Virginia homesteader and cattle farmer James Cunningham Jordan moved his family in 1846 (the year Iowa entered statehood) to their new property in an area that would later be named Walnut Township, located five miles west of Fort Des Moines No. 2 on the northern bank of the Raccoon River, he not only staked his family’s claim, but sowed the seeds for Valley Junction (now known as Historic Valley Junction), which blossomed into West Des Moines.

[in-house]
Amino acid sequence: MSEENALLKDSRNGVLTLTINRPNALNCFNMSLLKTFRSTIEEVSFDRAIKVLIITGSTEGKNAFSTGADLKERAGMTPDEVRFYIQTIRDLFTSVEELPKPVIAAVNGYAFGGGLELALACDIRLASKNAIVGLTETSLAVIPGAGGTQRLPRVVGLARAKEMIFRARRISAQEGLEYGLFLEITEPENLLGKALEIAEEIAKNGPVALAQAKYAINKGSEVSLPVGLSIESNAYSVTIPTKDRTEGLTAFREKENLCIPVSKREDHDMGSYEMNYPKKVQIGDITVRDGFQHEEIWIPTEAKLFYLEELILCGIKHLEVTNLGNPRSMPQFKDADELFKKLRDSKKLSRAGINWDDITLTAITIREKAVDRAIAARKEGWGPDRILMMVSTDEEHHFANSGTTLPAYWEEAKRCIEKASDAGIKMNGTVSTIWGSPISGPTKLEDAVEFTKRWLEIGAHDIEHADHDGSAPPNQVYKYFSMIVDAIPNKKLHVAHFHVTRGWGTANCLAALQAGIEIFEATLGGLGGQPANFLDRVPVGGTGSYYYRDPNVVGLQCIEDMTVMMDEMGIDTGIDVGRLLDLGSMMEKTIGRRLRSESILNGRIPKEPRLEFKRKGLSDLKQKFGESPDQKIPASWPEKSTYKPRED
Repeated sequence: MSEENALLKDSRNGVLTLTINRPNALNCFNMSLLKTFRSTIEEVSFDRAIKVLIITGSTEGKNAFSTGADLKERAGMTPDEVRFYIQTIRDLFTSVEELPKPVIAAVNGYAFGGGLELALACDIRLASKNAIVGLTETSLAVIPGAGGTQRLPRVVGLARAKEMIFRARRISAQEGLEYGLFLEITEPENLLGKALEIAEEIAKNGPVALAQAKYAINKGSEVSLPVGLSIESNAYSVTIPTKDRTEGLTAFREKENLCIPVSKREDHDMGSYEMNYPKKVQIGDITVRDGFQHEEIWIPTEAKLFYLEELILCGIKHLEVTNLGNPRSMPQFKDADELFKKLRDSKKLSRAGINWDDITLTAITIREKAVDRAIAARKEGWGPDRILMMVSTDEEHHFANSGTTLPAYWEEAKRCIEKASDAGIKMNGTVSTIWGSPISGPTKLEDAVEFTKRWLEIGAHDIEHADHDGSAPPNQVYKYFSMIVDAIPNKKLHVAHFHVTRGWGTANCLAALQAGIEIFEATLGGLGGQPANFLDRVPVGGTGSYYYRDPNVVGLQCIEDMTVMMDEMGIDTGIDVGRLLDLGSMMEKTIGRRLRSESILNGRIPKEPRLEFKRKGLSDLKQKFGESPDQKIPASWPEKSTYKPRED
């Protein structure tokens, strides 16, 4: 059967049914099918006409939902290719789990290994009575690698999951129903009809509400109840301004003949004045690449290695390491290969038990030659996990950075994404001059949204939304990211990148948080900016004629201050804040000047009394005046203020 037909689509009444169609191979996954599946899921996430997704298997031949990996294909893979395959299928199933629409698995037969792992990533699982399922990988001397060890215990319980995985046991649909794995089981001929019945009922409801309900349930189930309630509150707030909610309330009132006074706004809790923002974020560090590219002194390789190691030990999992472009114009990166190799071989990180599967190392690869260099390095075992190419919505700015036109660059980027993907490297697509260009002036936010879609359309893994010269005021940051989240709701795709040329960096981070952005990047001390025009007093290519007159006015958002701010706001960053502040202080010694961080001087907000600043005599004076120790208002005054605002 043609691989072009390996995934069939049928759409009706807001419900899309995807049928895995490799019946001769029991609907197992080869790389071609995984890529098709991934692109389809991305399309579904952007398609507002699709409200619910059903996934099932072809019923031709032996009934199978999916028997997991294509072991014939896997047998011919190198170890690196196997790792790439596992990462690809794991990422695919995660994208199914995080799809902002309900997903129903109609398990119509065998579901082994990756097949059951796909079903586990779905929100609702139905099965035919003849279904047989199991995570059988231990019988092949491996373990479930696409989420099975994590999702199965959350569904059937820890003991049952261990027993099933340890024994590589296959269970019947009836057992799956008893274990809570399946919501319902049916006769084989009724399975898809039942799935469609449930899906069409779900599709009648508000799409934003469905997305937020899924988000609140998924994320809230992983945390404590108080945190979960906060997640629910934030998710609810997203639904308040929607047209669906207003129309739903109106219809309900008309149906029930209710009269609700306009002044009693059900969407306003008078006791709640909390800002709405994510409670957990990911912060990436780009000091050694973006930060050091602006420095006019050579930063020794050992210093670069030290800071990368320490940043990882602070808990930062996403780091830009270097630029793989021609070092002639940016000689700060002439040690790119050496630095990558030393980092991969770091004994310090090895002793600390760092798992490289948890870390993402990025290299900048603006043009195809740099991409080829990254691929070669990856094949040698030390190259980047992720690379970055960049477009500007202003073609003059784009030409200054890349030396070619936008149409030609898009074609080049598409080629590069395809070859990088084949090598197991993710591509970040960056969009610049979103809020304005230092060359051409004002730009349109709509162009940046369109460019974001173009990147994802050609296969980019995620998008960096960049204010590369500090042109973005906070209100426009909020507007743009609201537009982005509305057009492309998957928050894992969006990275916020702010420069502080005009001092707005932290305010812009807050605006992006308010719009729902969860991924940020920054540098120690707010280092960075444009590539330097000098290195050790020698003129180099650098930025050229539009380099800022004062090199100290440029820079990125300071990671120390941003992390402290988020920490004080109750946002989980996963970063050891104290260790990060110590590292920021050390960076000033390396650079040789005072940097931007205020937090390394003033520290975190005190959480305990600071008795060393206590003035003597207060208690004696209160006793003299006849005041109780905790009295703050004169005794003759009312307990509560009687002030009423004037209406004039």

Ms. Gately’s recounting of Jordan’s impact not just on the area that became West Des Moines, but in the state of Iowa as well. Jordan was a prominent and influential businessman, politician and abolitionist. He would first play a vital role in Des Moines, where he helped secure the railroad, relocate the state’s capitol, establish the State Bank of Iowa, create Iowa’s insurance industry and was elected to the Des Moines City Council, Polk County Board of Supervisors, Iowa Senate and Iowa House of Representatives. Most importantly, his home, which is now that headquarters for the West Des Moines Historical Society, served as a safe house for African-American slaves who escaped the South via the Underground Railroad.